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Artwork in Focus: Femme se peignant (Woman combing her hair) by Edgar Degas
[ Essay )
One of our most significant and exciting acquisitions in recent years, Edgar Degas’ Femme se peignant (Woman combing her hair) was once owned by Gladys Deacon, an American socialite who led an extraordinary life.
Edgar Degas’ Femme se peignant (Woman combing her hair), (c.1887-90) is a remarkable example of the Impressionist artist’s intimate drawings of the female nude. Seated with her legs crossed, the model precariously balances a scarlet slipper whilst brushing her hair. This glimpsed moment is one of a series of charcoal drawings that Degas executed on large sheets of tracing paper, which are in major museums around the world including the Musée d’Orsay in Paris, the Fogg Museum at Harvard and the Museum of Fine Art in Houston and now, in Chichester.
The drawing’s display at Pallant House Gallery is the first time it has gone on public display, having remained in private hands since it was acquired directly from the artist by the celebrated French dealer Ambrose Vollard, who published it alongside several other large charcoal works in a celebratory volume of Degas’ work in 1914.
It was subsequently purchased by the glamorous and unconventional American socialite Gladys Deacon, a prolific female collector during the 1910s and 1920s who moved in artistic and aristocratic circles and had friendships with artists and writers including Rodin and Proust.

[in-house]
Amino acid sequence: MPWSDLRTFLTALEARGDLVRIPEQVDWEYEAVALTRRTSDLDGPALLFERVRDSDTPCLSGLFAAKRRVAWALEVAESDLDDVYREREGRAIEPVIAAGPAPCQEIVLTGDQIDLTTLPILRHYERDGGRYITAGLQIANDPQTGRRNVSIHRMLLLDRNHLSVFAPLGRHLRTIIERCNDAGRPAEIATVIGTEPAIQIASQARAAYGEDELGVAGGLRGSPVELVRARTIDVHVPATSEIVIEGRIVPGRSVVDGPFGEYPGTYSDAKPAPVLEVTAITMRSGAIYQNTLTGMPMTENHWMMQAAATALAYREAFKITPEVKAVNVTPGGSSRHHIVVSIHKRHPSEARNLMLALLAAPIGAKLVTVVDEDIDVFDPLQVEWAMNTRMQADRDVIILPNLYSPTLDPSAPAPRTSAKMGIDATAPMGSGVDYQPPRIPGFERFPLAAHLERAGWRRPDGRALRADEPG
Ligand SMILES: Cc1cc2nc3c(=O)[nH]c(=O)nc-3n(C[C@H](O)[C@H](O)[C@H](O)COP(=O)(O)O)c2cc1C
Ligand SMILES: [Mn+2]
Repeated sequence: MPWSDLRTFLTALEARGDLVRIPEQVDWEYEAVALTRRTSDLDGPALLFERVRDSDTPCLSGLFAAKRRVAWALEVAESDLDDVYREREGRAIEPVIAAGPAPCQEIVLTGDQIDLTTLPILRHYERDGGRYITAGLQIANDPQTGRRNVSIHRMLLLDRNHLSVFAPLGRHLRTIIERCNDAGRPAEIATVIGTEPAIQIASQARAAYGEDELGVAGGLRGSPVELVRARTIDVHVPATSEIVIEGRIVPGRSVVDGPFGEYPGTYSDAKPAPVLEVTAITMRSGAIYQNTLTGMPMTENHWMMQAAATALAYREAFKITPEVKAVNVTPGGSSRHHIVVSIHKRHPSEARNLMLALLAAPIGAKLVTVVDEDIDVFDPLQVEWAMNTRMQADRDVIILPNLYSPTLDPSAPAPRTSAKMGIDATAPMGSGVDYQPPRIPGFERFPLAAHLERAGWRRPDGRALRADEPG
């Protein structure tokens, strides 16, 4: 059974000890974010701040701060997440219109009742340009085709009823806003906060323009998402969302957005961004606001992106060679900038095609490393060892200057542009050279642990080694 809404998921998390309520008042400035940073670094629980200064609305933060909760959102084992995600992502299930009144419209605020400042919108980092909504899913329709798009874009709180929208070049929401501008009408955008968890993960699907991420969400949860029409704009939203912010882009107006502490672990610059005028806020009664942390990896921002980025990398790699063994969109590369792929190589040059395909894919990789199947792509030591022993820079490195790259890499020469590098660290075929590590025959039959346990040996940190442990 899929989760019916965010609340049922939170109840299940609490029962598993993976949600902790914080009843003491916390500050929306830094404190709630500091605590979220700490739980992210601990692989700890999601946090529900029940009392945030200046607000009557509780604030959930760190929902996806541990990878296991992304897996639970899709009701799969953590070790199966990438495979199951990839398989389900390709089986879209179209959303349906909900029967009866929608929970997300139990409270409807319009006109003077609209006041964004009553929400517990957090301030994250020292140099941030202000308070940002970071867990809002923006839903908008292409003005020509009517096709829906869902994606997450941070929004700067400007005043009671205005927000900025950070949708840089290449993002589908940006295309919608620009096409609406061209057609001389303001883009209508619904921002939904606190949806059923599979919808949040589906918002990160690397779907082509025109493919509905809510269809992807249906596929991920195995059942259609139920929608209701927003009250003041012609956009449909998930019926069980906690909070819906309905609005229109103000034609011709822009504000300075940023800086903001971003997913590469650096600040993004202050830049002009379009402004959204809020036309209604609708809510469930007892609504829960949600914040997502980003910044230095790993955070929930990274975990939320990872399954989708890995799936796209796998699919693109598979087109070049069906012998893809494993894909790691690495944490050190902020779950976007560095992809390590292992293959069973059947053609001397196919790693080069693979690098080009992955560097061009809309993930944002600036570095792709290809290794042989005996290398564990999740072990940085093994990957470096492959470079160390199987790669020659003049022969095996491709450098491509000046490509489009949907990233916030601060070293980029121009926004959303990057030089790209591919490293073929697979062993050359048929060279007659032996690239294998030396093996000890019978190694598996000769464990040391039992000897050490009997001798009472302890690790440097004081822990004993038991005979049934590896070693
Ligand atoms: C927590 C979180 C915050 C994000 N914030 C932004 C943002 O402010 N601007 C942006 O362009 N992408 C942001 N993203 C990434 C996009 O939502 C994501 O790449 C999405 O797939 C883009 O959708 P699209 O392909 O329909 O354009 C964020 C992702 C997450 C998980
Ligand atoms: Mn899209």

Deacon was famous for her beauty and is said to have captivated figures including Marcel Proust, Wilhelm Crown Prince of Prussia, RC Trevelyan, Anatole France and Hermann von Keyserling. In her art collection were other works by Degas, several sculptures by Rodin, and an oil painting by Toulouse-Lautrec. She also sat for Giovanni Boldini in 1901 following a commission by her future husband, the 9th Duke of Marlborough.
In 1921, Deacon became the Duchess of Marlborough, marrying the 9th Duke after his divorce from Consuelo Vanderbilt and taking residence at Blenheim Palace, from which she was later evicted. After her death in 1977 at a mental health institution in Northampton the drawing was purchased at auction by the late owner Stephen Brod, a successful physicist who had escaped Czechoslovakia at the outbreak of the Second World War. Latterly, Pallant House Gallery was identified by the recipient of Brod’s estate, Claudia Rosencrantz, for the allocation of the work in lieu of Inheritance Tax through the AiL scheme.
Although the Gallery has several works by Post- Impressionist artists in the collection, it is the first major Impressionist work to be acquired. Degas was an important influence on the development of Modern British art, in particular through the artist Walter Sickert whom he met and befriended in Paris and Dieppe in the 1880s. In terms of the figurative tradition in Modern British art, Degas’ work has relevance to later artists such as Lucian Freud, RB Kitaj and Frank Auerbach.
The article was first published in Pallant House Gallery Magazine No 39 (2016).
Join us Thursday 22 January for an online talk about some of the other etraordinary stories of collectors and artists in Living with Modern Masters.
This work is currently on display in Degas to Picasso: International Modern Masters.